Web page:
This week we read TWO portions from the Torah: Vayakhel (Ex. 31:1 - 38:20) and Pekudei (Ex 38:21 - 40:38). Vayakhel which is Hebrew
for "and he assembled" begins with yet another call to remember the Sabbath, "On six days, work may be done, but the seventh day shall be holy for you..." It would seem that as many times as we've heard this commandment we might start to take it seriously. However, life often gets in the way and our work overcomes us. Which is really the point. When we are so consumed with work that we fail to take time to be with family and friends...let alone worship G-d...what kind of life is that?
The answer is..."Incomplete". If it is true that G-d knows what is good for us would it not make sense that we should take some time and relax? You see, the Torah isn't simply a document that was written down for our ancestors. It is a Book of Life that resonates even today. So, perhaps, this Shabbat take some time and enjoy your family and friends...maybe start the weekend with a family dinner. Put away the electronic devices and have a conversation. It may do you...good.
May we stitch gears a bit and talk about something else that is troubling? It is the rise of anti-Jewish actions. Here in Mason City we have fallen victim to at least two issues. So, it begs the question, "Why do some people hate the Jews so much?" Let's try to answer that very important question:
First of all it is hardly anything new. During the 1,700 years between the year 250 and 1948 Jews experienced more than eighty expulsions from various countries in Europe - an average of nearly one expulsion every twenty-one years. Jews were expelled from England, France, Austria, Germany, Lithuania, Spain, Portugal, Bohemia, Moravia and seventy-one other countries.
Historians have classified six explanations as to why people hate the Jews:
- Economic - "We hate Jews because they possess too much wealth and power.";
- Chosen People - "We hate Jews because they arrogantly claim they are the chosen people.";
- Scapegoat - "Jews are a convenient group to single out and blame for our troubles.";
- Deicide - "We hate Jews because they killed Jesus.";
- Outsiders - "We hate Jews because they are different than us.";
- Racial Theory - "We hate Jews because they are an inferior race."
If we examine the explanations, we must ask -- Are they the causes for Antisemitism or excuses for Antisemitism? The difference? If one takes away the cause, then Antisemitism should no longer exist. If one can show a contradiction to the explanation, it demonstrates that the "cause" is not a reason, it is just an excuse. Let's look at some contradictions:
1) Economic -- The Jews of 17th- 20th century Poland and Russia were dirt poor, had no influence and yet they were hated.
2) Chosen People -- a) In the late 19th century, the Jews of Germany denied "Chosenness." And then they worked on assimilation. Yet, the Holocaust started there. b) Christians and Muslims profess to being the "Chosen people," yet, the world and the Anti-Semites tolerate them.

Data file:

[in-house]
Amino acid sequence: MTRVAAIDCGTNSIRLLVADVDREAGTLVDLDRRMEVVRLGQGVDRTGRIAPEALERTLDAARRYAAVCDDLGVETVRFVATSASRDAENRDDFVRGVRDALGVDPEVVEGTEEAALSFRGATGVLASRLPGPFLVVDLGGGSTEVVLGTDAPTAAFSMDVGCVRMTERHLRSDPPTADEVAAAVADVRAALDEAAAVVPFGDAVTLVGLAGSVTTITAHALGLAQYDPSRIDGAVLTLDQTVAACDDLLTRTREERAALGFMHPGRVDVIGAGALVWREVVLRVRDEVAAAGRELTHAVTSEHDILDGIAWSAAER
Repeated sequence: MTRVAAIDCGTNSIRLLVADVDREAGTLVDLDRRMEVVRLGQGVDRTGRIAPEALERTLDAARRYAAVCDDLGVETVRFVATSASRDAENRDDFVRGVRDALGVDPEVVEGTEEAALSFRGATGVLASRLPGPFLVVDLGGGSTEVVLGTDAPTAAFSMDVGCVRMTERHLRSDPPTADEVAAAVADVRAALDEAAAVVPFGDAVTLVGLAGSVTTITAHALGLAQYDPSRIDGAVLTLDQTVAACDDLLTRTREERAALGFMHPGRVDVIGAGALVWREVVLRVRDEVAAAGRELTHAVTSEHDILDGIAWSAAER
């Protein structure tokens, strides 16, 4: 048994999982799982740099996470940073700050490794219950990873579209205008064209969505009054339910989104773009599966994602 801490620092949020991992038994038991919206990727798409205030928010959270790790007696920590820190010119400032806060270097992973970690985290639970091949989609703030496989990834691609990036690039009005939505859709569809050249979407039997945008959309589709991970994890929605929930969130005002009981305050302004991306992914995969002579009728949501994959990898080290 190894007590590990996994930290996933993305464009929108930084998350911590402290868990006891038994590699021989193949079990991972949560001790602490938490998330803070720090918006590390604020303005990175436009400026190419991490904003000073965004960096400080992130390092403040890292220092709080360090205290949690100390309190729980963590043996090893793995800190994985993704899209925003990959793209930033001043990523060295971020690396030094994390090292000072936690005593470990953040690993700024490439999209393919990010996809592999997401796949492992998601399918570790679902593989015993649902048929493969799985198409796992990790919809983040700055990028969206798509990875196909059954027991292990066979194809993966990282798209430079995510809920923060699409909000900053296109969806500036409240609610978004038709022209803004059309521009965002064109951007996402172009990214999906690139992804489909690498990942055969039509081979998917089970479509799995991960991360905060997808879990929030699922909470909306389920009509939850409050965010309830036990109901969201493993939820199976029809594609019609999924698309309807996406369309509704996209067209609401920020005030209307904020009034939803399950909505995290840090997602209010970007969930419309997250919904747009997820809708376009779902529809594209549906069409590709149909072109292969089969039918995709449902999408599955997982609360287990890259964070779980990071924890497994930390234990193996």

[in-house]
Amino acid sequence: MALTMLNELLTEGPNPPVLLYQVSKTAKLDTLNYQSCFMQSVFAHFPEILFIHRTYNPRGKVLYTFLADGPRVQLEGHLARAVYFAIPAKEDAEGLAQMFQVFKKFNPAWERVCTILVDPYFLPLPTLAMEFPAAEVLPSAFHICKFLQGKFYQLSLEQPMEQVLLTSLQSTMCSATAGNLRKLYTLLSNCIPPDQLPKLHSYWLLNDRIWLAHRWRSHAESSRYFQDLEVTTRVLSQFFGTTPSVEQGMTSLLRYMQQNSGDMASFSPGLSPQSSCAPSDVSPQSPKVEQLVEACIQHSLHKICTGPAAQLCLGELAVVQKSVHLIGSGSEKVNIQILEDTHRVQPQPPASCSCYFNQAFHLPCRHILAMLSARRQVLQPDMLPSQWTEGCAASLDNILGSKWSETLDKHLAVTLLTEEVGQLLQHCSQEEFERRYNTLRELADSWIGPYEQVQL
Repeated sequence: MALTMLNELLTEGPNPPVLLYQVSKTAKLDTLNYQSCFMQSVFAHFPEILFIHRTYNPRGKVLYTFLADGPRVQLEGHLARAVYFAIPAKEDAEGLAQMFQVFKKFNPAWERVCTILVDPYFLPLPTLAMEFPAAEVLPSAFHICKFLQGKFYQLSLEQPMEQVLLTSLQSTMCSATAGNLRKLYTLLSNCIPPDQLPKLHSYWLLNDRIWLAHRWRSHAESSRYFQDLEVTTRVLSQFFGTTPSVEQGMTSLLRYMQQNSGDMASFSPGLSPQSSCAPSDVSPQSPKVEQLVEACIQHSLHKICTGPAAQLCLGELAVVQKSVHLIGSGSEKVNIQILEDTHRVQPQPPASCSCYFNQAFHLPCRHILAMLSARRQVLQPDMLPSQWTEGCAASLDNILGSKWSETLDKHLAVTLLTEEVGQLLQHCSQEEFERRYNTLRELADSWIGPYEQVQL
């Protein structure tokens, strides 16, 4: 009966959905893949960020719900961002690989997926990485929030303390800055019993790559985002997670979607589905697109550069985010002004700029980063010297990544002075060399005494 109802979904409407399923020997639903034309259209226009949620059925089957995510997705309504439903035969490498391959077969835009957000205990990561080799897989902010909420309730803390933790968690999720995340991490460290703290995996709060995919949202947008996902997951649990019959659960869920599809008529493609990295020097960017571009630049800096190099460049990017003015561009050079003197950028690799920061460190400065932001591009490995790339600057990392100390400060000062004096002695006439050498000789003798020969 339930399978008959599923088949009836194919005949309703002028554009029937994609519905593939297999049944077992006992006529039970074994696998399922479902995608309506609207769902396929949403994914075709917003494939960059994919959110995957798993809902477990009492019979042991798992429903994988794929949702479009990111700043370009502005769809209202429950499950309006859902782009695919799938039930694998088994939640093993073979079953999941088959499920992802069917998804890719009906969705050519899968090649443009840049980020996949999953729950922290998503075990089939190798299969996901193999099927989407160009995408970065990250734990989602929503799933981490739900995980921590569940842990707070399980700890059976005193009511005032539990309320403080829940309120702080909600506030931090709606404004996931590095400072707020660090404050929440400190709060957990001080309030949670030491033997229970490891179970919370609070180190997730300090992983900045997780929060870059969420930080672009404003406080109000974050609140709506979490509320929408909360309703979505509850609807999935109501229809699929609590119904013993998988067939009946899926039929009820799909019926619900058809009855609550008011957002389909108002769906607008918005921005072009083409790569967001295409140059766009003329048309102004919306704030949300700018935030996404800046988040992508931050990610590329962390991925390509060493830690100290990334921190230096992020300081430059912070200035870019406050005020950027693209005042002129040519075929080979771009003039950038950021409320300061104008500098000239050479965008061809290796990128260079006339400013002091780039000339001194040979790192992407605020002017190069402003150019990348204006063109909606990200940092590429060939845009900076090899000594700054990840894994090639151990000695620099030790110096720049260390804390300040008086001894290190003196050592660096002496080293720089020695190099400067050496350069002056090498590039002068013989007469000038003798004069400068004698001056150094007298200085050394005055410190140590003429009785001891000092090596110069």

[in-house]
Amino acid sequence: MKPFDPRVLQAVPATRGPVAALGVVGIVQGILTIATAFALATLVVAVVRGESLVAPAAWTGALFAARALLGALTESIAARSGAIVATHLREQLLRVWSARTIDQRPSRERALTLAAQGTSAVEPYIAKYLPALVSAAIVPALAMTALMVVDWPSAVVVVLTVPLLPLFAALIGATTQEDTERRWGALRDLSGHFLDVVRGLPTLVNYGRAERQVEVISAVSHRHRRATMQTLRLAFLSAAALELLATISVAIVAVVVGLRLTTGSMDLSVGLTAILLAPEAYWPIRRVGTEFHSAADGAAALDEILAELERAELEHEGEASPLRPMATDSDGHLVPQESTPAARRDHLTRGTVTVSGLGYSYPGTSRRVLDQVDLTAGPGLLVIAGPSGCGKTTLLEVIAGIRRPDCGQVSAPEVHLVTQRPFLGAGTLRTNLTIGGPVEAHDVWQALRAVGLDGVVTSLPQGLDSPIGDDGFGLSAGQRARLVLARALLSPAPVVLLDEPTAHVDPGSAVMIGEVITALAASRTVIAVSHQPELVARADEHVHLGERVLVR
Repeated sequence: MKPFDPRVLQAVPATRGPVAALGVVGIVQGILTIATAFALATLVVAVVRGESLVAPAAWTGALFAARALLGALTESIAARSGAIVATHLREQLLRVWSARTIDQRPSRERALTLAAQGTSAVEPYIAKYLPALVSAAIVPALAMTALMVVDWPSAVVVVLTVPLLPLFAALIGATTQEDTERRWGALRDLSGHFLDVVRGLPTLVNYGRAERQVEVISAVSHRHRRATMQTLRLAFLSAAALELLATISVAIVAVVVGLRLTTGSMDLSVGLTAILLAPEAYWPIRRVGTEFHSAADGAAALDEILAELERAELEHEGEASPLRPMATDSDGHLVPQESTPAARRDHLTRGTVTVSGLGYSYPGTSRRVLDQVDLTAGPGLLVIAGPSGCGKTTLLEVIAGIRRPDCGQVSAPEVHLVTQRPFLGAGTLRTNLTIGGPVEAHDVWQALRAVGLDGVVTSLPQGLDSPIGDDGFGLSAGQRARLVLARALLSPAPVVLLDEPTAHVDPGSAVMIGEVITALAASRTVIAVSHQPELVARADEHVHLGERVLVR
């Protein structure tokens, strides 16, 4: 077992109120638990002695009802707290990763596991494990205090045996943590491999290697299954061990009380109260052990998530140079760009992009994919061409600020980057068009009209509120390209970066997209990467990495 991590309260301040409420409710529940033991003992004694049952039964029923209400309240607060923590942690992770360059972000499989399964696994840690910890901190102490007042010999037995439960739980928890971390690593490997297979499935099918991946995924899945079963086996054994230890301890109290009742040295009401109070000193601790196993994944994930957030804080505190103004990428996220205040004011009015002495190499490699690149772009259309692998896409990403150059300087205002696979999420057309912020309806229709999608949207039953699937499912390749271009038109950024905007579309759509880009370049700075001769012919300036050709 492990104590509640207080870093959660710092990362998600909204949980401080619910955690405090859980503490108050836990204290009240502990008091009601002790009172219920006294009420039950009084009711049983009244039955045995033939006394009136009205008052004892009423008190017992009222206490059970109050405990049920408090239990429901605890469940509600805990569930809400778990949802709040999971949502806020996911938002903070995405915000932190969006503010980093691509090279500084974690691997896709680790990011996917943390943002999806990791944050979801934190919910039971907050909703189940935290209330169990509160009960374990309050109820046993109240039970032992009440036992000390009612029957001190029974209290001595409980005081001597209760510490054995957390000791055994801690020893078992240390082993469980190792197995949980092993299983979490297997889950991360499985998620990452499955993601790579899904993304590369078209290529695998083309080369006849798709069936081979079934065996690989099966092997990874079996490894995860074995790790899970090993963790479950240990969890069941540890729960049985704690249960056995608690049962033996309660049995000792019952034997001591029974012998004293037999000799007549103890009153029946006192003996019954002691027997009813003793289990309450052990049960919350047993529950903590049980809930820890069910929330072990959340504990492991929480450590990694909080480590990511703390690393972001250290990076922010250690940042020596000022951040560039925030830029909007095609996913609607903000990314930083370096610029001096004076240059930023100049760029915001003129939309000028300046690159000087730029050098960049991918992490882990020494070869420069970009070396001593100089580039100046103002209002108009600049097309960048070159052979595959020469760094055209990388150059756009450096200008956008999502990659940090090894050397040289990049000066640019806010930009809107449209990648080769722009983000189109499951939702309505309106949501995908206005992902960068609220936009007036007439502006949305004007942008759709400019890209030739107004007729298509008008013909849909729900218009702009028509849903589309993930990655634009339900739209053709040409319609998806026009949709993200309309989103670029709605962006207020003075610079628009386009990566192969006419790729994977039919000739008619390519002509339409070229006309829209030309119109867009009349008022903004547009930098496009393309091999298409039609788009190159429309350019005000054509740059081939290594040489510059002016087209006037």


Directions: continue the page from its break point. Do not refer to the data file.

3) Scapegoat -- Any group must already be hated to be an effective scapegoat. The Scapegoat Theory does not then cause Antisemitism. Rather, Antisemitism is what makes the Jews a convenient scapegoat target. Hitler's rantings and ravings would not be taken seriously if he said, "It's the bicycle riders who are destroying our society."
4) Deicide -- a) the Christian Bible says the Romans killed Jesus, though Jews are mentioned as accomplices (claims that Jews killed Jesus came several hundred years later). Why are the accomplices persecuted and there isn't an anti-Roman movement throughout history? b) Jesus himself said, "Forgive them [i.e., the Jews], for they know not what they do." The Second Vatican Council in 1963 officially exonerated the Jews as the killers of Jesus. Neither statement of Christian belief lessened Antisemitism.
5) Outsiders -- With the Enlightenment in the late 18th century, many Jews rushed to assimilate. Antisemitism should have stopped. Instead, for example, with the Nazis came the cry, in essence: "We hate you, not because you're different, but because you're trying to become like us! We cannot allow you to infect the Aryan race with your inferior genes."
6) Racial Theory -- The overriding problem with this theory is that it is self-contradictory: Jews are not a race. Anyone can become a Jew - and members of every race, creed and color in the world have done so at one time or another.
Every other hated group is hated for a relatively defined reason. We Jews, however, are hated in paradoxes: Jews are hated for being a lazy and inferior race - but also for dominating the economy and taking over the world. We are hated for stubbornly maintaining our separateness - and, when we do assimilate - for posing a threat to racial purity through intermarriages. We are seen as pacifists and as warmongers; as capitalist exploiters and as revolutionary communists; possessed of a Chosen-People mentality, as well as of an inferiority complex. It seems that we just can't win.
Now that know what are NOT the reasons for Antisemitism. Stay tuned till next week for the reasons for Antisemitism.
Thank you for reading and may you have a blessed Sabbath!